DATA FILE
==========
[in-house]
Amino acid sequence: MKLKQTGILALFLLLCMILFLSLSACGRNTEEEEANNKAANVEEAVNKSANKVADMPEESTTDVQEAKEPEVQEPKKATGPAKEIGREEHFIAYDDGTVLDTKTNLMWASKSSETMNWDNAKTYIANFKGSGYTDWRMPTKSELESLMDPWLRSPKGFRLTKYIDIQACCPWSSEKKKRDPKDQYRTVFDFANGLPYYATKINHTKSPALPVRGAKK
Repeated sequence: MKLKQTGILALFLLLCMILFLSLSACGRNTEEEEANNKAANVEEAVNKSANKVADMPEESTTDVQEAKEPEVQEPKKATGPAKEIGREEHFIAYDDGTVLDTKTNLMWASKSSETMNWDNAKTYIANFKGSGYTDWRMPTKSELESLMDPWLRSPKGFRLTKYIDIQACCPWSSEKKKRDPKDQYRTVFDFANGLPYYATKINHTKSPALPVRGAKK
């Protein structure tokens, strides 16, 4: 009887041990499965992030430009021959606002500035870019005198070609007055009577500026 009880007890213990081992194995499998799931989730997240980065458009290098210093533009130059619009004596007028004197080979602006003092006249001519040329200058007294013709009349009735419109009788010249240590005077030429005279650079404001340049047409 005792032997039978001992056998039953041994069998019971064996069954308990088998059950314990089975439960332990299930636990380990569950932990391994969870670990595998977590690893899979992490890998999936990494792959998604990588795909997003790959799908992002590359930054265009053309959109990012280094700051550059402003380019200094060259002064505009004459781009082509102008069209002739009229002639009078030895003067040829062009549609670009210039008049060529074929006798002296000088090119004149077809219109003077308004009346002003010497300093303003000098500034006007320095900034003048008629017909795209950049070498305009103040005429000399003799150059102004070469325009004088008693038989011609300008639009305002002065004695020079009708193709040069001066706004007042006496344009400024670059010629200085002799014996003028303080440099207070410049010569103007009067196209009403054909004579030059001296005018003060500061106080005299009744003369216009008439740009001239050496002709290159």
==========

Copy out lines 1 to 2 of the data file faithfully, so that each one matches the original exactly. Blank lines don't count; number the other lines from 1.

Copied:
[in-house]
Amino acid sequence: MKLKQTGILALFLLLCMILFLSLSACGRNTEEEEANNKAANVEEAVNKSANKVADMPEESTTDVQEAKEPEVQEPKKATGPAKEIGREEHFIAYDDGTVLDTKTNLMWASKSSETMNWDNAKTYIANFKGSGYTDWRMPTKSELESLMDPWLRSPKGFRLTKYIDIQACCPWSSEKKKRDPKDQYRTVFDFANGLPYYATKINHTKSPALPVRGAKK